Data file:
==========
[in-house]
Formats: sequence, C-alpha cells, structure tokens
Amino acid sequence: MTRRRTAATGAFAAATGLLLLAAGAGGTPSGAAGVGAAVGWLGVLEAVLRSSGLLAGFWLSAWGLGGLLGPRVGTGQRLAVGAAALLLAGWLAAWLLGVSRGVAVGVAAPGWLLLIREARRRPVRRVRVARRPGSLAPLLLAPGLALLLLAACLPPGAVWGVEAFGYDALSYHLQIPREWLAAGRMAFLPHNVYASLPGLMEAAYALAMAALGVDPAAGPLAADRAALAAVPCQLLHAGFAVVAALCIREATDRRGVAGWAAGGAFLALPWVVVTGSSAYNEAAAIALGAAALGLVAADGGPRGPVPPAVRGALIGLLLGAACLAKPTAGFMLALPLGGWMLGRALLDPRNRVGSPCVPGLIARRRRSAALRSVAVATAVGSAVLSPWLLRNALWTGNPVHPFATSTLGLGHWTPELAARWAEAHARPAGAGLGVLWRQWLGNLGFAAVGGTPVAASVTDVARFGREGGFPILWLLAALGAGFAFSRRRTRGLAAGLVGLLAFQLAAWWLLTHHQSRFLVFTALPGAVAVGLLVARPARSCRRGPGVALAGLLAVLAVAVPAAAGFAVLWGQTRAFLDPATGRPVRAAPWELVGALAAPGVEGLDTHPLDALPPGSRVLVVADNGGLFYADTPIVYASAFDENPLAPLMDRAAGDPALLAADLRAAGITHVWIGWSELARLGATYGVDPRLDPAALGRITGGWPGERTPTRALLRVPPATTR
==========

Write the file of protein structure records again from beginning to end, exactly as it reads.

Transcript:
[in-house]
Formats: sequence, C-alpha cells, structure tokens
Amino acid sequence: MTRRRTAATGAFAAATGLLLLAAGAGGTPSGAAGVGAAVGWLGVLEAVLRSSGLLAGFWLSAWGLGGLLGPRVGTGQRLAVGAAALLLAGWLAAWLLGVSRGVAVGVAAPGWLLLIREARRRPVRRVRVARRPGSLAPLLLAPGLALLLLAACLPPGAVWGVEAFGYDALSYHLQIPREWLAAGRMAFLPHNVYASLPGLMEAAYALAMAALGVDPAAGPLAADRAALAAVPCQLLHAGFAVVAALCIREATDRRGVAGWAAGGAFLALPWVVVTGSSAYNEAAAIALGAAALGLVAADGGPRGPVPPAVRGALIGLLLGAACLAKPTAGFMLALPLGGWMLGRALLDPRNRVGSPCVPGLIARRRRSAALRSVAVATAVGSAVLSPWLLRNALWTGNPVHPFATSTLGLGHWTPELAARWAEAHARPAGAGLGVLWRQWLGNLGFAAVGGTPVAASVTDVARFGREGGFPILWLLAALGAGFAFSRRRTRGLAAGLVGLLAFQLAAWWLLTHHQSRFLVFTALPGAVAVGLLVARPARSCRRGPGVALAGLLAVLAVAVPAAAGFAVLWGQTRAFLDPATGRPVRAAPWELVGALAAPGVEGLDTHPLDALPPGSRVLVVADNGGLFYADTPIVYASAFDENPLAPLMDRAAGDPALLAADLRAAGITHVWIGWSELARLGATYGVDPRLDPAALGRITGGWPGERTPTRALLRVPPATTR